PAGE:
Here we look at building new categories from existing categories:
 Opposite Category
 Sub Objects
 Product (categorical product)
 Sum/Coproduct
 Exponent.
 Cartesian Product.
 Tensor Product.
 Functor Category.
 Comma/Slice Categories.
 Quotient Categories.
Opposite
There is a duality between categories by reversing the direction of the arrows.
The opposite category of C is denoted C^{op}
Sub Objects
This is a generalisation of subset.
The concept of a subobject is related to these concepts:
 Equivalence as described on page here.
 Subobject Classifier on page here.
 See page here for a noncategorical approach to subobjects.
Product and Sum
Product 
Sum 


universal cone over diagram  
generalisation  a kind of limit  a kind of colimit 
set example  cartesian product {a,b,c}*{x,y}= 
disjoint union {a,b,c}+{x,y}= 
group  the product is given by the cartesian product with multiplication defined componentwise.  free product the free product for groups is generated by the set of all letters from a similar "almost disjoint" union where no two elements from different sets are allowed to commute. 
Grp (abelian)  direct sum  direct sum the group generated by the "almost" disjoint union (disjoint union of all nonzero elements, together with a common zero) 
vector space  direct sum  direct sum 
poset  greatest lower bound meet 
least upper bound join 
base topological space  wedge  
POS  greatest lower bounds (meets) 
least upper bounds (joins) 
Rng  
Top  the space whose underlying set is the cartesian product and which carries the product topology  disjoint unions with their disjoint union topologies 
Grf  
category  objects: (a,b) morphism: (a,b)>(a',b') 
tensor products are not categorical products.
In the category of pointed spaces, fundamental in homotopy theory, the coproduct is the wedge sum (which amounts to joining a collection of spaces with base points at a common base point).
Sum
When generating a sum for objects with structure then the structure associated with the link can be added to the sum object.
Product
Products for groups are discussed on this page.
Cartesian Product
Here we extend the idea of a cartesian product of sets to other categories. The categorical product concept above defines the product by its external relationships which is the most categorical way to do it. Here we take a slightly less categorical approach and use the objects and arrows of the categories being multiplied to define their product. We treat the categories as set + structure.
The objects of the product are the same as the cartesian product of sets.
The arrows are combined in a similar way to the Cartesian and tensor products of graphs.
We can extend the concept of cartesian product of sets to categories as follows:
Here is an ordinary cartesian product of sets.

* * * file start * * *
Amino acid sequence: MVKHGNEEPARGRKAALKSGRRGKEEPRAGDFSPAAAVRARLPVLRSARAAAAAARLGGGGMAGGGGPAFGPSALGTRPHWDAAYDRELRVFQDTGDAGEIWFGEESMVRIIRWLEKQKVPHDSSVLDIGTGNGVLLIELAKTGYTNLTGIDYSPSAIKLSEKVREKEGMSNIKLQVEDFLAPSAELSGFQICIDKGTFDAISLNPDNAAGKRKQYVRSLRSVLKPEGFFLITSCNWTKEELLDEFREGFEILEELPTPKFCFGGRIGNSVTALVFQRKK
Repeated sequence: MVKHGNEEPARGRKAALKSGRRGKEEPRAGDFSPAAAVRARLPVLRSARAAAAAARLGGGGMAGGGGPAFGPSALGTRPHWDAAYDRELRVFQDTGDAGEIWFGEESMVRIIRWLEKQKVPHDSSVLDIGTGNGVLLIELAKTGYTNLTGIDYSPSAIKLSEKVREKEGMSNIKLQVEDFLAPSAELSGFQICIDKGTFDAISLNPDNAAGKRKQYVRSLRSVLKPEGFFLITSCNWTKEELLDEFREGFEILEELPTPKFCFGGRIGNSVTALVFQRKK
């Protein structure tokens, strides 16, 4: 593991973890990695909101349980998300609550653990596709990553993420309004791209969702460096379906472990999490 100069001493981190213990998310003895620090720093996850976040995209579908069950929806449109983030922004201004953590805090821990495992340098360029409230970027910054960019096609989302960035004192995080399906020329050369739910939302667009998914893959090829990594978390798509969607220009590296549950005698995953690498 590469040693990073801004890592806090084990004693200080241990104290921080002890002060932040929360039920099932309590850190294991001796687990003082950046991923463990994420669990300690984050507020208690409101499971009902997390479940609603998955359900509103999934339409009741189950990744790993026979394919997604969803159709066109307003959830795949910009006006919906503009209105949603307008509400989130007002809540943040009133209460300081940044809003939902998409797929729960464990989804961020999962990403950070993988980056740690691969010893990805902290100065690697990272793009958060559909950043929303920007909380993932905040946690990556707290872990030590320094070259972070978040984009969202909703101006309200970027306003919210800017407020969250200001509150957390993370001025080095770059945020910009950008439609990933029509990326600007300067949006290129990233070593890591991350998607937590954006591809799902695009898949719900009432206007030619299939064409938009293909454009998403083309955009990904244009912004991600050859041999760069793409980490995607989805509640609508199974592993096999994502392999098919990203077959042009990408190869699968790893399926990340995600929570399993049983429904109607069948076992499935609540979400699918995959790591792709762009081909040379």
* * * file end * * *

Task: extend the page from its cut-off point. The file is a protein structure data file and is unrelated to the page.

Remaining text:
Here we have sets with structure, represented by arrows. An arrow (a, b) > (a', b') exists in A×B if and only if either:


Tensor Product
More about this on this page.
We can extend the concept of cartesian product of sets to categories as follows:
The objects are the same as cartesian product of sets but the arrows are different from the cartesian example above. There is an arrow in AB only if there is an arrow in both A and B. An arrow (a, b) > (a', b') exists in AB if and only if:


Looking at the case above it looks like we could recover projections to A and B from AB. However, is there an example where we can't, where one of the operands has a object with no arrows leaving it? On the right is a diagram of an extreme case where one of the operands has no arrows. In this case, by the definition given above, the tensor product will have no arrows. In this case there may be a projection from A0 to 0 (that would be the Cartesian set product) Would there be an arrow from A0 to A? maybe so, if we take a graph with no arrows as being an initial object. Perhaps this is an example which shows the cartesian product of graphs is not a product in the category theory sense? 

A graph with a single object and an arrow to itself is the unit: 1. 
Exponential
This is a universal structure but not a limit.
Functor Category.
We can construct a new category from an existing category 'C', where:
 The objects are the functors of 'C'.
 The morphisms are the natural transformations of 'C'.
More about Functor Category on page here.
Example of Functor Category
The category of all directed graphs is the functor category Set^{C}. (see presheaves on page here)
Where C is a category with two objects connected by two morphisms
see Yoneda embedding.
Comma/Slice Categories.
More about Comma/Slice categories on this page.
Quotient Categories.